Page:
Desert Daze 2018: A review of the grounds and logistics at Lake Perris

I was first graced with the epic wonder of the Moon Block Party-produced Desert Daze festival last year. A niche blend of everything alive and well in the world of rock, I found myself grooving to Khruangbin, moshing to King Gizzard and head-banging to, well, almost everything else. It was a perfect blend of psychedelic-influenced tunes and the crowd and atmosphere at Joshua Tree’s Institute of Mentalphysics was the ultimate setting for such an event. Joshua Tree happens to be my favorite national park so odds were stacked in favor of me having the weekend of a lifetime and I did indeed.

I’ve been singing praises for the festival organizers this past year and kept faith that whatever came of the new Lake Perris venue at Desert Daze 2018, it would inevitably be for the best. After weathering a few storms this past weekend, both natural and mental, I can safely say the change is in fact for the best, but it’s not without a fair share of constructive criticism.

Natural Beauty

Any doubts I had that the new home for a festival known for such visual splendor, might fail in delivering equally stunning natural beauty, was put to rest as soon as my feet hit the sand. Surrounded by mountains made of the same rock found scattered across Joshua Tree, Lake Perris provides a refreshing watering hole for us hairless monkeys to flock to while remaining entirely inundated with the beauty of the desert landscape.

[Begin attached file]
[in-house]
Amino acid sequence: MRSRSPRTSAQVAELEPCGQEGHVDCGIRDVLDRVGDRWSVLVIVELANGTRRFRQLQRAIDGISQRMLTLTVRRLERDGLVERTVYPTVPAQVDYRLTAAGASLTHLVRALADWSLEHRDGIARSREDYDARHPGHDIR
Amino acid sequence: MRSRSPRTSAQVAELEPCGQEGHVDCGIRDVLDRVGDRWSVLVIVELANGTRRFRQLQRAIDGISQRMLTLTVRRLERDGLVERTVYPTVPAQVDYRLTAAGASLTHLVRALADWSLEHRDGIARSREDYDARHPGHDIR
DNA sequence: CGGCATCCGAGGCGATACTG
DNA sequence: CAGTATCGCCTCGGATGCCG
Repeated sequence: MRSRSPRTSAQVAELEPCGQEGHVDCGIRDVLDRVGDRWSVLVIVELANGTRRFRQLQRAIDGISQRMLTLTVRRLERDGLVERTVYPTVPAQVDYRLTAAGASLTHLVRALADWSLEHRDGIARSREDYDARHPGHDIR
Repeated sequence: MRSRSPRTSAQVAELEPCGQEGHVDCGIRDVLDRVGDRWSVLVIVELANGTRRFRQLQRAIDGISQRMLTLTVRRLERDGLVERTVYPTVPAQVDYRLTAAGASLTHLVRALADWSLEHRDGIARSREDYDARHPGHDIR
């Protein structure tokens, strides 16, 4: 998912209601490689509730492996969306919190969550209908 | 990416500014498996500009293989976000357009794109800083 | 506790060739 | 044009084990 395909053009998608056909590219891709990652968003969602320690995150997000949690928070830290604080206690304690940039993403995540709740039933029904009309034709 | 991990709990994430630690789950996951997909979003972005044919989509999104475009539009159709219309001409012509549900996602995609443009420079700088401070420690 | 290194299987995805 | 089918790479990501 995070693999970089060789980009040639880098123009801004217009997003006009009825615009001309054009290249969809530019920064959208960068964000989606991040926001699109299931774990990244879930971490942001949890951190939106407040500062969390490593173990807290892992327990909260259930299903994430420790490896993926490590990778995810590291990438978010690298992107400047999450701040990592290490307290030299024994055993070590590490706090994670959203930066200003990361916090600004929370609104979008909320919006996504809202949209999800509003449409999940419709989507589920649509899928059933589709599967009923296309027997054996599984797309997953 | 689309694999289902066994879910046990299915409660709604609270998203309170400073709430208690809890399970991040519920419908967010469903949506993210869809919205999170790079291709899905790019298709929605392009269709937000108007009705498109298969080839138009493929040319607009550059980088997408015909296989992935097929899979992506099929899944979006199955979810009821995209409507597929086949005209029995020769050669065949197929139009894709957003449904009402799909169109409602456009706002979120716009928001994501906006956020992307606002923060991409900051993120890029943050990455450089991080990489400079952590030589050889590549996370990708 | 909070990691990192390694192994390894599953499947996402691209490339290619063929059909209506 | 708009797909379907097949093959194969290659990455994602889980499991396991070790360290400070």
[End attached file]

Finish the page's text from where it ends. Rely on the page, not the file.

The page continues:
The main stage of the fest is called the Moon Stage and it stretches as far back as the sand reaches. I’m one of those hippies who likes to rid myself of shoes or sandals at events like this. Having the opportunity to squish sand between my toes while dancing to the lineup’s bigger names was a welcomed addition. As the sun set and the clouds rolled in on the first day, my friends and I laid at the edge of the lake watching the spectacular bursts of lightning in the clouds reflecting off the lake and meeting at the western horizon. A sight to behold and one I wished could stick around in the background of the night rather than forcing an early exit of the band most of us were there to see that night. More on that later.